Budget Synopsis: Argentina

Days in country: 56
Food: $664.21
Lodging: $583.42 (23 nights Couchsurfing/Workaways, 4 nights as a gift/promo, 6 nights on overnight bus)
Transport: $2,078 (buses and airfares)
Entrance fees: $131.25 (Iguazu, Tierra del Fuego, Perito Moreno Glacier)
Tours: $36.46 (bike/wine in Mendoza)
Souvenirs: $52.30
Other: $18.30 (deodorant, photocopies, shoe glue, health supplies)           

TOTAL: $3,563.94= $63.64/day for 2 people 

I have to admit that given the exorbitant amounts of money we spent here compared to the rest of our travels, I was pleasantly surprised to see our daily average this "low" (our widely outdated guide book lists daily costs as $35/person). That being said, we were completely unprepared for what inflation and lack of previously subsidized bus transport (the government shut that off in November 2011) would mean to our budget--those two realities set the tone for our experiences here. All I can do is sing the praises of Workaway and Couchsurfing for saving our butts once again--we absolutely would have been pushing $100/day without them.


Steve: Coming into Argentina it would have been nice to have known or expected a couple of things. So in the hopes that some American/Western traveler does a Google search looking for advice, maybe they will find these helpful. Without further ado...

- Bus Travel: As my wife already mentioned bus travel was no longer subsidized as of November 2011, so couple that with inflation and fares are at least triple what our guidebook lists. Some Argentines seemed to get a little defensive when we brought up the cost of bus travel so I will concede a couple of things: 1) the buses in Argentina are generally nicer than buses in all of Central and South America; 2) compared to the U.S. or other Western countries bus prices are comparable if not better. That said there are no other budget alternatives--as noted in our last post planes often don't fare much better!--and prices seem to be the same across the board. While in Cordoba I went up to at least ten different companies to compare prices and they varied by less than 3%...I don't know what if any anti-trust laws exist in Argentina but this smells of price fixing. In neighboring Bolivia bus companies were required to post government-mandated maximum rates for all destinations and often the companies lowered prices to get their buses filled, because that's what you do in a competitive, capitalist system right(?) (Editor's Note: this is dripping with sarcasm and irony since Bolivia is one of the more socialist countries in South America). I know Argentina is not Bolivia, but I'm just saying...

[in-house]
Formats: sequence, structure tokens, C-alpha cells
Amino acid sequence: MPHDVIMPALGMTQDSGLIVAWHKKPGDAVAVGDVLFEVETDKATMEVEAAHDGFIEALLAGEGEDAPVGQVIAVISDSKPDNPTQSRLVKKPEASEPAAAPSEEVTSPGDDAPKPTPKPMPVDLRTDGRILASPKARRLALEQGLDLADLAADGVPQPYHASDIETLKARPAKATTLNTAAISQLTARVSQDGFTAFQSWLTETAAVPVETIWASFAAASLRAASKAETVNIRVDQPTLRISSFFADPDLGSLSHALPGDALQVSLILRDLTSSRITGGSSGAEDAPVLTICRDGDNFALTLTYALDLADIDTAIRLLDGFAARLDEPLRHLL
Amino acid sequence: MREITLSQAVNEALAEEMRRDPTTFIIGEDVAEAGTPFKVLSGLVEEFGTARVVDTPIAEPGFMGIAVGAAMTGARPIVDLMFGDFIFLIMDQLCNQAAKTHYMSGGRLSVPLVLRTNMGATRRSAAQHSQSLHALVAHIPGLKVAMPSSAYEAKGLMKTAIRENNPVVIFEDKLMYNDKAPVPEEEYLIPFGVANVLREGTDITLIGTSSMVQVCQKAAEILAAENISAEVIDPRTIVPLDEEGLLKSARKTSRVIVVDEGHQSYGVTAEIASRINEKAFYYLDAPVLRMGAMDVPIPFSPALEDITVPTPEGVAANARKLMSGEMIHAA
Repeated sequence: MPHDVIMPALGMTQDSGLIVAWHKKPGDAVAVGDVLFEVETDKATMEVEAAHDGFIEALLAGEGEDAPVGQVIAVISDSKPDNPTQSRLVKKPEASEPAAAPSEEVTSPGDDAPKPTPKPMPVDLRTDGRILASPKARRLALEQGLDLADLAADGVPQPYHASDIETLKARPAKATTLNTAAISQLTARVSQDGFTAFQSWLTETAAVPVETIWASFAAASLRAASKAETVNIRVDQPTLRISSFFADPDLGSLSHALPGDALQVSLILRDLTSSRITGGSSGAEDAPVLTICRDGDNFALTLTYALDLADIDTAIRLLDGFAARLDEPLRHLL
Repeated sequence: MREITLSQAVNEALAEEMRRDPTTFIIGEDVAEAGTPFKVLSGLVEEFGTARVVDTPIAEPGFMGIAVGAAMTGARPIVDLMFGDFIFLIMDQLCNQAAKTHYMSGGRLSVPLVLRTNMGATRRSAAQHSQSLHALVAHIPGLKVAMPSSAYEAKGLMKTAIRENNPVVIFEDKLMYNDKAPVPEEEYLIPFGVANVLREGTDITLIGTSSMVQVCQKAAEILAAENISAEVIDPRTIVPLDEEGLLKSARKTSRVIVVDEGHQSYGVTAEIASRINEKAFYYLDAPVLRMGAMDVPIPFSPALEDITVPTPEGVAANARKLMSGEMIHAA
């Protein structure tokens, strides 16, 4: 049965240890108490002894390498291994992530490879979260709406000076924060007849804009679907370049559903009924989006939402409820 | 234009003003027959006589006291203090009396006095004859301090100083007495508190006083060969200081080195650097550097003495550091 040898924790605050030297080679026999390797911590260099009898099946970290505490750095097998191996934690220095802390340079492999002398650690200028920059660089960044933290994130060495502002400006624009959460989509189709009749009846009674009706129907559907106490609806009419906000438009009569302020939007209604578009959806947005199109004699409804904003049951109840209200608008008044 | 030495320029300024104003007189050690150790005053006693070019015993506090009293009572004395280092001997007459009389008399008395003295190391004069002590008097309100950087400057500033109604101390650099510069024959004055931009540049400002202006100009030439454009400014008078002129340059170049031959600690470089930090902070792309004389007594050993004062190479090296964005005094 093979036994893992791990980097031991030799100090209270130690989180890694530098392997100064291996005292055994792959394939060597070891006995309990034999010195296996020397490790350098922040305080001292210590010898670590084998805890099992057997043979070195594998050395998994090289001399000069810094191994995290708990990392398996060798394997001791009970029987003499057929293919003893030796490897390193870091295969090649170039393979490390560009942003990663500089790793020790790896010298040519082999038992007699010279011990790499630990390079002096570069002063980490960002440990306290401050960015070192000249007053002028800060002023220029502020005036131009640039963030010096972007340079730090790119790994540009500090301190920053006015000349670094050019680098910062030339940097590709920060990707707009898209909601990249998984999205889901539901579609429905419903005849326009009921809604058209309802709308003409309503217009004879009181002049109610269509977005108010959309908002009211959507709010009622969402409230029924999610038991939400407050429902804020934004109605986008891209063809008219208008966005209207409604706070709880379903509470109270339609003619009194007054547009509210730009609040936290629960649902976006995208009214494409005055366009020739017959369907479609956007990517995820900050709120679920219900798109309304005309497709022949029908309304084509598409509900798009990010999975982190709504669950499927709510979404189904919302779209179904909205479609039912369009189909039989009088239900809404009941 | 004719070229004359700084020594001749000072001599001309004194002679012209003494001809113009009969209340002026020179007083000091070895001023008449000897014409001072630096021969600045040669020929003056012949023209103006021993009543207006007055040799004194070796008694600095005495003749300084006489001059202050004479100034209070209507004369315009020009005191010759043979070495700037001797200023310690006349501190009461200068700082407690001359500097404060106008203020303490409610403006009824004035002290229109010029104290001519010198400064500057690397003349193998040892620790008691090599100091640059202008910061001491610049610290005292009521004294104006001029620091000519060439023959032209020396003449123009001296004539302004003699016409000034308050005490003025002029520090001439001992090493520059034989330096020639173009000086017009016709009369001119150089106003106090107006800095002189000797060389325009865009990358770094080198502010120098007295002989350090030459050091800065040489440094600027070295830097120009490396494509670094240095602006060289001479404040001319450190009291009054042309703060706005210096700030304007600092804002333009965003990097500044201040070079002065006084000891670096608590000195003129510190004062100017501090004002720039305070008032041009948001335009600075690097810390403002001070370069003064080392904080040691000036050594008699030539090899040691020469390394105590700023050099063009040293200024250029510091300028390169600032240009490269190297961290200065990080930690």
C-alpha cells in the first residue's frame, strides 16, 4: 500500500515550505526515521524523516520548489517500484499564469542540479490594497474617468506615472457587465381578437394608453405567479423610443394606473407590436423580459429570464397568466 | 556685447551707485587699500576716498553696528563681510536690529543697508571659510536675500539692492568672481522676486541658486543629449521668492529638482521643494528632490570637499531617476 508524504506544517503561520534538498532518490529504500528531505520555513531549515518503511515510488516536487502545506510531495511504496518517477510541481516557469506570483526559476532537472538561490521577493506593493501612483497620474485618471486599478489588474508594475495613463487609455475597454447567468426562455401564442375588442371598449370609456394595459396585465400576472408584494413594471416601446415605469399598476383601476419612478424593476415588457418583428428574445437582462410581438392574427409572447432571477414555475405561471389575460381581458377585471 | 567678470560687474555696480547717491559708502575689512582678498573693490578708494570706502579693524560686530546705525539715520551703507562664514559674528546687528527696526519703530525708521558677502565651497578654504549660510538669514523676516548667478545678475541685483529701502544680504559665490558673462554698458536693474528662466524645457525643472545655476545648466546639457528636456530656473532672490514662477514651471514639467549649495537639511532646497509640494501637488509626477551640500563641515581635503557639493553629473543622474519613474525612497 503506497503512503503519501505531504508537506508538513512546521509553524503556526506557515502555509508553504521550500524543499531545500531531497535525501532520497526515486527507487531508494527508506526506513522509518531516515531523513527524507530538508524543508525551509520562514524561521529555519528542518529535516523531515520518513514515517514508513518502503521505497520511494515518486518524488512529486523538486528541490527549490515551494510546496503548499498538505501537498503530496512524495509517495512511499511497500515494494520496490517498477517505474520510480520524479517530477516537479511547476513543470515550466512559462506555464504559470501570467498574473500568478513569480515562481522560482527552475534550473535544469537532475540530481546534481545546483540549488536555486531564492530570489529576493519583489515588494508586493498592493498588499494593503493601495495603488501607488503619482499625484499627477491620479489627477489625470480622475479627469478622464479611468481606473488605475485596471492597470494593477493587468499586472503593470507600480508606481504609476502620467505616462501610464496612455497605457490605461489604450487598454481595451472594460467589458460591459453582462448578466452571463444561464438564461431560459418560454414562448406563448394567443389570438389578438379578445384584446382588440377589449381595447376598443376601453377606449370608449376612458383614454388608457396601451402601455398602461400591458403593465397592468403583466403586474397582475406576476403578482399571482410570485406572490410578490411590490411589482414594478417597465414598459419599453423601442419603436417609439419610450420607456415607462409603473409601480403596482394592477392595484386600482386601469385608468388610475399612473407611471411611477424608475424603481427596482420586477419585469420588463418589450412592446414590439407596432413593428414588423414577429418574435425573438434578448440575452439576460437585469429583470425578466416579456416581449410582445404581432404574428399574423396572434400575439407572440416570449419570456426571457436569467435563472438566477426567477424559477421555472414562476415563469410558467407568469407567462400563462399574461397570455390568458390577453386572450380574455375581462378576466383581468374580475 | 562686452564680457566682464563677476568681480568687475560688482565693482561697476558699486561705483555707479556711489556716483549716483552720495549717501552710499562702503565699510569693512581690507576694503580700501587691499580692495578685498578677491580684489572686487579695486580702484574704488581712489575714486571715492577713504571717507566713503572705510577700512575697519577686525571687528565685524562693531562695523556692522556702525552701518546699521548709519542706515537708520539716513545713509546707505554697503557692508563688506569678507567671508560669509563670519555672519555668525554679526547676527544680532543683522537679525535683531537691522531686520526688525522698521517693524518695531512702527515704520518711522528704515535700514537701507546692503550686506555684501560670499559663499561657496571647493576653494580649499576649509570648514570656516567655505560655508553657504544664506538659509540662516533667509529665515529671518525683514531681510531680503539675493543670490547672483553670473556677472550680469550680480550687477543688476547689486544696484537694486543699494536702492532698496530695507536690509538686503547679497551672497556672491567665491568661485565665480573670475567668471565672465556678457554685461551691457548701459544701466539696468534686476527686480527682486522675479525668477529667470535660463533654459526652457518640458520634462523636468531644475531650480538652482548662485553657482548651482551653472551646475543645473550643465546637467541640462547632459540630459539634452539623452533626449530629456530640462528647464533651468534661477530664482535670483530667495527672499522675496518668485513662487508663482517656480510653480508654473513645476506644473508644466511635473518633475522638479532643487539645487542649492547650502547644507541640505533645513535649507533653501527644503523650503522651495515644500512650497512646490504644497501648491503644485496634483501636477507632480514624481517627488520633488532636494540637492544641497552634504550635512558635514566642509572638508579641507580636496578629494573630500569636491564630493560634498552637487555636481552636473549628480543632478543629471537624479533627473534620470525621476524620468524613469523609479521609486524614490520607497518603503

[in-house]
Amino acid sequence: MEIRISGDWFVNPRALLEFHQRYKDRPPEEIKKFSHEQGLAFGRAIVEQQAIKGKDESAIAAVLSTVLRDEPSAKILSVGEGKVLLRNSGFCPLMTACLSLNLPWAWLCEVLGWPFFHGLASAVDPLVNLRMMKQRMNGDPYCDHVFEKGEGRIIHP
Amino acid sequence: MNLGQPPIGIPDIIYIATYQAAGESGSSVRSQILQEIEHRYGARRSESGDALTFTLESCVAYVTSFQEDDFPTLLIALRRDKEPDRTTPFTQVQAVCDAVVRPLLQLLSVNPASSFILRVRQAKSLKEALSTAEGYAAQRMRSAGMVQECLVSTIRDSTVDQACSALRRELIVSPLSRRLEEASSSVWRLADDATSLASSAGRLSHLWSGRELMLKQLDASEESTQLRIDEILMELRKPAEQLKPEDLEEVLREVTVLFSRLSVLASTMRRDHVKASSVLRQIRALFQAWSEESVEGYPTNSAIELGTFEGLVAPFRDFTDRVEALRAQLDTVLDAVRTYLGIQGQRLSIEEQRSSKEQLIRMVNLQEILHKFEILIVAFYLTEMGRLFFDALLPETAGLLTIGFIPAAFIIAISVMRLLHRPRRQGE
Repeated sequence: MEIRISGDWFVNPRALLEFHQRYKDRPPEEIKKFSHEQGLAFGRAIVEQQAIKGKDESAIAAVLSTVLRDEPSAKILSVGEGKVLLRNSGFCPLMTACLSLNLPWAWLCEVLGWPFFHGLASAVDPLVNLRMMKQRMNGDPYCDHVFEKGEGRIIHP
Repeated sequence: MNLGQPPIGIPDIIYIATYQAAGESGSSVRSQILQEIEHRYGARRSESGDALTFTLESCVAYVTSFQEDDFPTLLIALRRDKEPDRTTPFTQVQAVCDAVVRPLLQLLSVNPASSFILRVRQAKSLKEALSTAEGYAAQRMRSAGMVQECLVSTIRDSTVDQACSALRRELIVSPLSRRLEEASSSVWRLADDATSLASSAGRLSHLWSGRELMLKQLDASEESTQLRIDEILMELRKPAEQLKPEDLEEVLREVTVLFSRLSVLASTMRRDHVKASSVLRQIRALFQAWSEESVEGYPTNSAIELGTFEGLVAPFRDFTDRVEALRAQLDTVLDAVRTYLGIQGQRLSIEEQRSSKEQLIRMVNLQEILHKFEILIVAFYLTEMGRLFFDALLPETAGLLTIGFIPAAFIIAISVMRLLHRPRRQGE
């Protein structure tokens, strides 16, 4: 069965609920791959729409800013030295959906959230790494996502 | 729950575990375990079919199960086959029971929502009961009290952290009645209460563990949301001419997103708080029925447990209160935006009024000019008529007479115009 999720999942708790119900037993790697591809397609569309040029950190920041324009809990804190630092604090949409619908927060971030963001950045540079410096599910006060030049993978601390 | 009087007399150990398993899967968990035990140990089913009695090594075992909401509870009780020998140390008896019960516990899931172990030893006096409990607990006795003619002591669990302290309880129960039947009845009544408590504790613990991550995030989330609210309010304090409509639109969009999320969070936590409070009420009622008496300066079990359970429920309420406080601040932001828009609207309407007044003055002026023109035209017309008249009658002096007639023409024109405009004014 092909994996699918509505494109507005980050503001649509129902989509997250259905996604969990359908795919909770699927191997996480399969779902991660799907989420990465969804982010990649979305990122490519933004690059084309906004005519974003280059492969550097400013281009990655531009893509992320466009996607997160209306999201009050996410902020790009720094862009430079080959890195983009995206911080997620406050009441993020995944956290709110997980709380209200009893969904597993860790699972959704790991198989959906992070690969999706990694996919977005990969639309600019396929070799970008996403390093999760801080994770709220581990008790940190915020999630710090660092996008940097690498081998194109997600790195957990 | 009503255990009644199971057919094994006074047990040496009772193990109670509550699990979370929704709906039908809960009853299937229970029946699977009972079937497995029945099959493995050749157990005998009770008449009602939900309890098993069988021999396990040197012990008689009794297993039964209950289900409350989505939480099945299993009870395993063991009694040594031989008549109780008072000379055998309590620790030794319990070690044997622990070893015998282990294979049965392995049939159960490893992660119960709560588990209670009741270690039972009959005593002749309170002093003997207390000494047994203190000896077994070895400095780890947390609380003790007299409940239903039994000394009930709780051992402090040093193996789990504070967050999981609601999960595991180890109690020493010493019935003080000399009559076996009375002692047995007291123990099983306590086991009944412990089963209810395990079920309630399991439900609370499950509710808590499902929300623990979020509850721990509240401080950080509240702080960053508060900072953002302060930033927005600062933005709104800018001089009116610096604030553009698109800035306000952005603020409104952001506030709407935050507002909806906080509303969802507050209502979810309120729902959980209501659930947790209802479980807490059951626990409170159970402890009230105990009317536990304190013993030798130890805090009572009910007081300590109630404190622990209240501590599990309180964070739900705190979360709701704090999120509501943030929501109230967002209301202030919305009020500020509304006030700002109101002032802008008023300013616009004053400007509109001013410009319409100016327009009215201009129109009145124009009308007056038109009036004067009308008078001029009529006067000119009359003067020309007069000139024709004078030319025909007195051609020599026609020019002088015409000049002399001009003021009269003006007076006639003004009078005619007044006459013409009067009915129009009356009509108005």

- Exchange Rates: Okay, this topic has really riled my blood many a time during our stay. Go to any currency exchange site and check on the U.S. dollar versus the Argentine peso. As of this post, it is "officially" $4.9 pesos to $1 USD. Now just before entering Argentina I exchanged some of our Bolivianos and was pleasantly surprised to see that I got almost one-to-one, this with the Boliviano being over 6 to the U.S. dollar. I should have exchanged it all right then. Upon trying to exchange the rest of our Bolivianos across the border I was shocked to find money changers offering about a third of what I got in Bolivia. I eventually had to go into a back room with some guy to exchange money wallet-to-wallet just to get a better rate. Welcome to the black market Steve.

We started hearing from different people that they didn't use that rate, something along the lines of "oh it's not the official rate, you have to go off the black market rate." It turns out that in an effort to curb inflation the Argentine government artificially pegged the peso to the U.S. dollar and then stopped banks from actually issuing U.S. dollars. So people in the know and with proper connections (i.e. all of Argentina) go to their "guy" and bring in their U.S. dollars and get a rate that is at 6-to-1 or better. If you can, prepare ahead and bring as much U.S. currency as you might need and/or are willing to carry and ask around with people that you trust. What do you do if you don't have a "guy" or have access to U.S. dollars? Some people we know have successfully used a website called www.xoom.com where you can wire money from a U.S. bank account in USD and pick up you money in pesos all while getting a rate over 6-to-1. I know it has worked for some people but an internet search for complaints bring up a whole smorgasbord of disasters and warnings. We were wary of handing over routing numbers and such so therefore stuck with the traditional ATM route. Which brings me to my next topic...

- ATMs and Surcharges: I am already sensitive because people (generally Argentines) seem to snicker when you tell them how you go about getting money. What makes it worse are all the times that you have to hit up ATMs just to be reminded that you're getting ripped off because your're a foreigner. We were unable to find an ATM that dispensed more that $1,000 Argentine pesos per transaction, which accounts to just under $200 USD using the "official" rate that banks must charge. Now throw in multiple bank fees and you're getting charged upwards of 3% per transaction. In order to make cash last I used my Capital One credit card wherever possible--to their credit (pun completely intended) there are no international usage fees--but I still received the garbage "official" exchange rate. As a foreigner travelling in another country our hands have been pretty much tied. To put this into perspective, if you take our total expenses for our stay in Argentina compiled by my lovely accountant wife and deduct for the differences in the "official" and black market rates you're looking at roughly $600 U.S. dollars. Ah, good times.


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